This dermatology condition causes the skin to lose its pigment and present white patches on skin.
Vitiligo is an autoimmune and genetic condition that affects melanocytes, the pigment (melanin)-producing cells in the skin. The condition is associated with loss of color in the skin and hair follicles. It causes white patches on the skin and white hair color. This is called depigmentation.
Patients may not notice any loss of skin color until the summer months when they start to tan. This is particularly true for fair-skinned people.
There are several different types of vitiligo:
- Localized vitiligo is limited to one area of the skin, without spreading for at least two years. Localized mucosal vitiligo affects either the area around the mouth or the genitals. Acrofacial vitiligo involves the head, hands and feet.
- Segmental vitiligo appears in a linear pattern on one side of the body.
- Universal vitiligo is a complete loss of skin color.
- Vitiligo can also happen due to contact with chemicals called phenols. These are typically work-related exposures.
Treatments for vitiligo
There are many treatments, which aim to decrease or stop the destruction of the pigment-producing cells. A dermatologist will make recommendations for treatments depending on the type of vitiligo someone has, and how much of the body surface is affected.
Treatments include potent topical steroids; topical calcineurin inhibitors; oral steroids; phototherapy (therapy using light); surgery; and simply camouflaging the condition with cosmetics. Topical calcineurin inhibitors are used to dial back the immune system activity in the skin without the use of steroids.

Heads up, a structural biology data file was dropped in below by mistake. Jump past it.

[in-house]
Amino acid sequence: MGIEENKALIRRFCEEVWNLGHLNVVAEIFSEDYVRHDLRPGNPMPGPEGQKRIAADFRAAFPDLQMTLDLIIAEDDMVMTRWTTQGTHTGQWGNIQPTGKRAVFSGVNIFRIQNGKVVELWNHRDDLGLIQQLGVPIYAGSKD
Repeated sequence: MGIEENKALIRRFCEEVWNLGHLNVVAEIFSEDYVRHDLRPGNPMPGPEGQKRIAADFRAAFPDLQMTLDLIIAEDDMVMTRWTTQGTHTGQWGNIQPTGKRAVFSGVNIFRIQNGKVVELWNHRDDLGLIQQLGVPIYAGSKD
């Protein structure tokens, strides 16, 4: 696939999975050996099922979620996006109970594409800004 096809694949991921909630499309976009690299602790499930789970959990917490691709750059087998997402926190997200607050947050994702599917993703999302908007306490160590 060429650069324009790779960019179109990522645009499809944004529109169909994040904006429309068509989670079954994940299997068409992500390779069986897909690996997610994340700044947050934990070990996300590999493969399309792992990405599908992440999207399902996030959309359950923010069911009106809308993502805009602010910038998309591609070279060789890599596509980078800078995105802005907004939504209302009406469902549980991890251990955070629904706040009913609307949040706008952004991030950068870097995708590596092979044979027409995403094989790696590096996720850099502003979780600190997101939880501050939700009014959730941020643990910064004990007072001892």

There is a topical medication that can be applied to the small areas of remaining pigment to gradually lighten the skin, creating a more even skin tone. Experimental treatments not yet in common use may help with repigmentation. Future vitiligo treatments will likely include hormonal therapy and immunotherapy. Immunotherapy includes medications taken orally to inhibit the immune system.
Protecting against skin cancer
Patients with vitiligo are at risk for developing skin cancers, especially in the depigmented or white areas that have lost their color. Important strategies for preventing skin cancers include using broad spectrum sunscreen every day; wearing wide-brimmed hats; wearing clothing that protects skin from the sun; and avoiding being outdoors in the middle of the day, when the sun is strongest.
People with vitiligo should also be screened for other autoimmune conditions. A doctor specializing in vitiligo does this by discussing medical history, ordering lab tests and asking if the patient has relatives with autoimmune conditions.
There are support groups available for patients with vitiligo such as Vitiligo Support International and Vitiligo Friends – Online Support Group. If you are concerned you or a loved one may have vitiligo, early detection and treatment by a board certified dermatologist is recommended.